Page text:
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Qualitative study—other
After the Liverpool Care Pathway clear guidance and support on end-of-life care is needed
  1. Peter O'Halloran
  1. School of Nursing and Midwifery, Queen's University Belfast, Medical Biology Centre, Belfast, UK
  1. Correspondence to: Dr Peter O'Halloran, School of Nursing and Midwifery, Queen's University Belfast, Medical Biology Centre, 97 Lisburn Road, Belfast BT9 7BL, UK; p.ohalloran{at}

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Implications for practice and research

  • Experienced practitioners can deliver high-quality end-of-life care without the Liverpool Care Pathway (LCP) but junior nursing and medical staff need clear guidance and support. Evidence-based guidance on family involvement is needed to avoid future controversies.

  • Research is needed into how managers and practitioners can address the organisational, professional and cultural factors that undermined the implementation of the LCP and are likely to hinder high-quality end-of-life care in the future.


For the first 10 years of this century the LCP for the dying patient (a clinical tool developed to improve care for patients in the last days and hours of life) enjoyed wide endorsement from statutory and professional bodies in the UK and internationally, and was used throughout the National Health Service (NHS). Then, in response to reports from patients, relatives and some clinicians, together with often sensationalist reports in sections of the media, the LCP fell into disrepute. Following a negative independent report to the Department of Health in the UK1 the LCP was phased out in 2014, to be replaced by five ‘Priorities for Care of the Dying Person’.2 Ramasamy Venkatasalu et al aimed to explore the experiences, challenges and practices of critical care practitioners after the LCP.


A broad qualitative approach was adopted, with data from semistructured interviews with 14 critical care practitioners subject to ‘Framework Analysis.’ This is acceptable but reference to the specific paradigm espoused by the authors would alert readers to the assumptions underpinning the analysis. It would also be helpful to know how the interview schedule was developed. Overall, the study appears to have been rigorously conducted. Descriptions of researcher characteristics, the context for data collection, sampling and saturation, data collection, participants, data analysis and techniques to enhance rigour are sufficient to inspire confidence in the reader.3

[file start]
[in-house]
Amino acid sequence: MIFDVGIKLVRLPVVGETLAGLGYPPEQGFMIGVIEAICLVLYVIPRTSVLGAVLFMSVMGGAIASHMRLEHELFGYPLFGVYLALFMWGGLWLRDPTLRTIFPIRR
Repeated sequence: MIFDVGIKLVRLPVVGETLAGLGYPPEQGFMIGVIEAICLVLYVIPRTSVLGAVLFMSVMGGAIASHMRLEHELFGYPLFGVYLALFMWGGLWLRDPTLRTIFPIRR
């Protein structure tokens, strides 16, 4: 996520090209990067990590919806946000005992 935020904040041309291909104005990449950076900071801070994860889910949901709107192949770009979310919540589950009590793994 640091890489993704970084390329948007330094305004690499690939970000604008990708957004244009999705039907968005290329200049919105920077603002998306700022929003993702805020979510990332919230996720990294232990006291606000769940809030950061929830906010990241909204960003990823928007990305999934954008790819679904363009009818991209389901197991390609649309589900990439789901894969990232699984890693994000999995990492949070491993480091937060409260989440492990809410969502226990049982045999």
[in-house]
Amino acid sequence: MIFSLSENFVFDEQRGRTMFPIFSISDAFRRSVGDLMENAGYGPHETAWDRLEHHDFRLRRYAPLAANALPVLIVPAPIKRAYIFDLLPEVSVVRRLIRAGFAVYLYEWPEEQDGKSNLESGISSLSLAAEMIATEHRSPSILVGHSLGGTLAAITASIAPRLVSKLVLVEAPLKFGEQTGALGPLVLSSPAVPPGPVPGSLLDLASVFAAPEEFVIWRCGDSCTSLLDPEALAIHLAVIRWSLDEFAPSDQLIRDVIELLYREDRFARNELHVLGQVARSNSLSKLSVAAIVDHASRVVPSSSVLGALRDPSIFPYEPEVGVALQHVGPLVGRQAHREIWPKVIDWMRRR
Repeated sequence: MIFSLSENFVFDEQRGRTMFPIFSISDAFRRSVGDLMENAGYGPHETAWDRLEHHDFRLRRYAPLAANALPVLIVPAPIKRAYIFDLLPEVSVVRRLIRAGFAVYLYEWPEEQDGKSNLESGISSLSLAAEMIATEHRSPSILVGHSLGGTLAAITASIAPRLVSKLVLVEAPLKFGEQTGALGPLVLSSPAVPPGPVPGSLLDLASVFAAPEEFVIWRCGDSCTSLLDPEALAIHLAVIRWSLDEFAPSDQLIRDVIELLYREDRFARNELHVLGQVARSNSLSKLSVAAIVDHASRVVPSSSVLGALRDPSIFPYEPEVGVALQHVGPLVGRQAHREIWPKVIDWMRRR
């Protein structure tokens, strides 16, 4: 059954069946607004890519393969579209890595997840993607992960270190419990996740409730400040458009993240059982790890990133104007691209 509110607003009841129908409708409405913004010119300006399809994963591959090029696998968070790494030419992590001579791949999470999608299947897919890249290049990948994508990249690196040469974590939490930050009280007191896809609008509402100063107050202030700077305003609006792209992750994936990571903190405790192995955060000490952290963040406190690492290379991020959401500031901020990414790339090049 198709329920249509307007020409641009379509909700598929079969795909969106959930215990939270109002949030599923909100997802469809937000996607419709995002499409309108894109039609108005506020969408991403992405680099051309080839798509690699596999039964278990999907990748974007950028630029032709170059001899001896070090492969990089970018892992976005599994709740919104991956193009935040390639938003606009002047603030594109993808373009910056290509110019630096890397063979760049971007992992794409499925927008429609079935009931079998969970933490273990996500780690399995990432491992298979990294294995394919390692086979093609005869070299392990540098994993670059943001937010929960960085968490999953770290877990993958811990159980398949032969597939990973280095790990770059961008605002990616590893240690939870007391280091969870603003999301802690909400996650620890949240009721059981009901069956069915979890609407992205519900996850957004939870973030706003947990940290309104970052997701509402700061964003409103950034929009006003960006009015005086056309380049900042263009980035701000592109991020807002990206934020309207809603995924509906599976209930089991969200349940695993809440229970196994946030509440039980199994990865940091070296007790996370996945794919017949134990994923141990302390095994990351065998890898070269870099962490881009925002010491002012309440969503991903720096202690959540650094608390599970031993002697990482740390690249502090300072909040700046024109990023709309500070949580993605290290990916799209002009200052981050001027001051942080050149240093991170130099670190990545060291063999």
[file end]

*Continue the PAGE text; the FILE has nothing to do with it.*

Stopping the LCP led to a variety of uncertainties and inconsistencies in the delivery of end-of-life care, especially for less-experienced practitioners. The LCP had been useful to structure clinical care but it often led to less individualised care and reduced involvement of the family. Nevertheless, practitioners reported that they still used some of the approaches and practices learned from using the LCP to improve end-of-life-care.


The study is timely and methodologically sound. However, the findings and the implications for practice could be presented in a more nuanced way. What stands out from the data as reported is that the LCP was associated with helpful (structured, logical, consistent care; mutual goal setting and communicating with the family) as well as unhelpful (depersonalised care; lack of family involvement) practices. Similarly, stopping the LCP had beneficial (reduced paperwork) and deleterious (de-skilling of junior critical care staff; inconsistency in care; uncertainty for patients and relatives) effects. This mix of good and bad consequences is acknowledged in the conclusions but not fully discussed. Interestingly, the authors see greater involvement of specialist palliative care services post-LCP negatively as ‘over-reliance’, when this could also be seen as a positive development.

The authors recommend that future end-of-life care planning approaches should ensure patient and family involvement; that guidance should be issued around key palliative care decisions; and that education and mentorship should be available to critical care practitioners. It would be hard to disagree with these proposals but they may not be enough to produce the desired changes. After all, the LCP documentation and surrounding processes were designed to provide for all these,4 so it seems unlikely that the problems experienced stem principally from the nature of the pathway itself. In fact, the evidence is that the NHS has struggled to provide high-quality end-of-life care before, during and after the implementation of the LCP2 ,5—a reality reflected in this paper. Present herculean efforts to improve on the LCP are unlikely to succeed as hoped without attention to hindering cultural, professional and organisational issues that are endemic to the NHS.6



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  • Competing interests None declared.